We don’t have cable, we keep track of restaurant and bar deals so we can still go out while keeping our bills low, and we take public transportation in favor of Ubers and cabs whenever we can. (Also a safety measure when you have a toddler.) You can read Kelly’s whole post here, but we also sell our old stuff, do our grocery shopping online or at discount stores like Aldi and Trader Joe’s, and buy in bulk from eBay and Amazon.
I won’t pretend that this has been easy. But because we’ve adjusted how we live our lives to account for the extra money, it hasn’t killed us. Which is nice because I enjoy being alive. Once in a while we’ll splurge on something, but we just generally try to make smart decisions.
What small steps are you taking to save for college?
It’ll be another 16 years before our little Emma unpacks herself into a dank dorm room with junky plastic closet organizers while her spaz of a roommate looks on. Those spazzy roommates are always looking on, aren’t they? With any luck, though, the steps we are taking today will one day add up to an incredible collegiate experience and a great life.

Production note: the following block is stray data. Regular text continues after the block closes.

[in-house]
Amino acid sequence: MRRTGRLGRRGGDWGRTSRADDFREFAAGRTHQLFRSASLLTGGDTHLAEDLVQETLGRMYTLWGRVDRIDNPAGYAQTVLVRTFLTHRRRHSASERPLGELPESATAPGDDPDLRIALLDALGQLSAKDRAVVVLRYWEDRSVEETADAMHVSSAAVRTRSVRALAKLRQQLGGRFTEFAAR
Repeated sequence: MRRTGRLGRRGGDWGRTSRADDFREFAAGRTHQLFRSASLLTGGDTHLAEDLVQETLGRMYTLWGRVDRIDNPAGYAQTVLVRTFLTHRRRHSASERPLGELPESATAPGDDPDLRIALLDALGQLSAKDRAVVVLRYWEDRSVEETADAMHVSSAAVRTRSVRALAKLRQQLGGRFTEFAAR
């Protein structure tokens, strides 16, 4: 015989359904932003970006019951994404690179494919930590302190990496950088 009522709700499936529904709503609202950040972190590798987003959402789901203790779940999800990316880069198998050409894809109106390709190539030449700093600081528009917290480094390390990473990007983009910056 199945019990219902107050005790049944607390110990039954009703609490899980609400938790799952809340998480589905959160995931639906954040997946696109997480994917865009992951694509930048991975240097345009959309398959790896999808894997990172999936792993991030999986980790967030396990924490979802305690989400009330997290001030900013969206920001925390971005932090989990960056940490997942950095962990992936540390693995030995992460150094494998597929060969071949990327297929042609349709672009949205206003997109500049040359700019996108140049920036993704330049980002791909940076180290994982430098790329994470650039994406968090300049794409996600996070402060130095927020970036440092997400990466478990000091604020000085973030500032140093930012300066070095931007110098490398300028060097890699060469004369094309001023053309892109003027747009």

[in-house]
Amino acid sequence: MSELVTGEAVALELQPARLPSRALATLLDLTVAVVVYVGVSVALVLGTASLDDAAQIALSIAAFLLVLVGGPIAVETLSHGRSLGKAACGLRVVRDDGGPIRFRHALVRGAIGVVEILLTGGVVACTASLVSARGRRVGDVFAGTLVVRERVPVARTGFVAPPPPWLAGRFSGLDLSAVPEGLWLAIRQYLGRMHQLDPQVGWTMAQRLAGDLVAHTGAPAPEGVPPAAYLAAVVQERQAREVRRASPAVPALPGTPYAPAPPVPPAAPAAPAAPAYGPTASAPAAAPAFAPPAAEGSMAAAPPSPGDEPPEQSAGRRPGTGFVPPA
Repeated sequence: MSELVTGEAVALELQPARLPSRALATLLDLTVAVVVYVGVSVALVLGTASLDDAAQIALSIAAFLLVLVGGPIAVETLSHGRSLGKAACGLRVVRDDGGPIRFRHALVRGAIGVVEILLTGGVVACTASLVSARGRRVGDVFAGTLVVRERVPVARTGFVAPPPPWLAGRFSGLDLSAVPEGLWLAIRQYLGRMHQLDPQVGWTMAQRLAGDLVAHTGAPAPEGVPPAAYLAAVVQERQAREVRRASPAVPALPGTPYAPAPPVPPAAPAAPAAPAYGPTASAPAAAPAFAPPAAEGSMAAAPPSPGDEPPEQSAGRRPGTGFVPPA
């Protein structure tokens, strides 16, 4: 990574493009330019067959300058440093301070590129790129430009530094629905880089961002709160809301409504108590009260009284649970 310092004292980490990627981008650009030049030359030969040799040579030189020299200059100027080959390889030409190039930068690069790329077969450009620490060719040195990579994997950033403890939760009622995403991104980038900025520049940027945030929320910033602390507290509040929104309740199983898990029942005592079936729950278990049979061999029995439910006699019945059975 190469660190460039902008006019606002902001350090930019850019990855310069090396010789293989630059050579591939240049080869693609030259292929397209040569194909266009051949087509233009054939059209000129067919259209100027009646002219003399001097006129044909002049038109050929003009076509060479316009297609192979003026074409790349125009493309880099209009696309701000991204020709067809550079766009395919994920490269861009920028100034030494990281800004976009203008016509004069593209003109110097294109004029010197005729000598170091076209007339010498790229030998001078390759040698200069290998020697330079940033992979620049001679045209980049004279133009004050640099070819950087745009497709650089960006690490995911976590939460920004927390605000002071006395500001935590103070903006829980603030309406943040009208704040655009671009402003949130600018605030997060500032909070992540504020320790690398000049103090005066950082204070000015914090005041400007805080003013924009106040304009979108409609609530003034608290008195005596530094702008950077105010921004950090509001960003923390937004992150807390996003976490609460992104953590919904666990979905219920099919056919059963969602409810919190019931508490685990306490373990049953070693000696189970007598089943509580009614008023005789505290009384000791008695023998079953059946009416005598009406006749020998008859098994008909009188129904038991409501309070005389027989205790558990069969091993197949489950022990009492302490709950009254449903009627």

Thanks for reading, guys. We put ourselves out there a little bit by getting into the specifics of our plan, and did this to help, not hurt. (I’ve always found articles that are too general to be annoying.) In the comment section below, please leave any advice regarding your children’s college savings or any helpful small steps you’re taking to achieve your goals!
In collaboration with COUNTRY Financial; all opinions are my own. As always, thank you so, so much for supporting the partnerships that keep Kelly in the City up and running!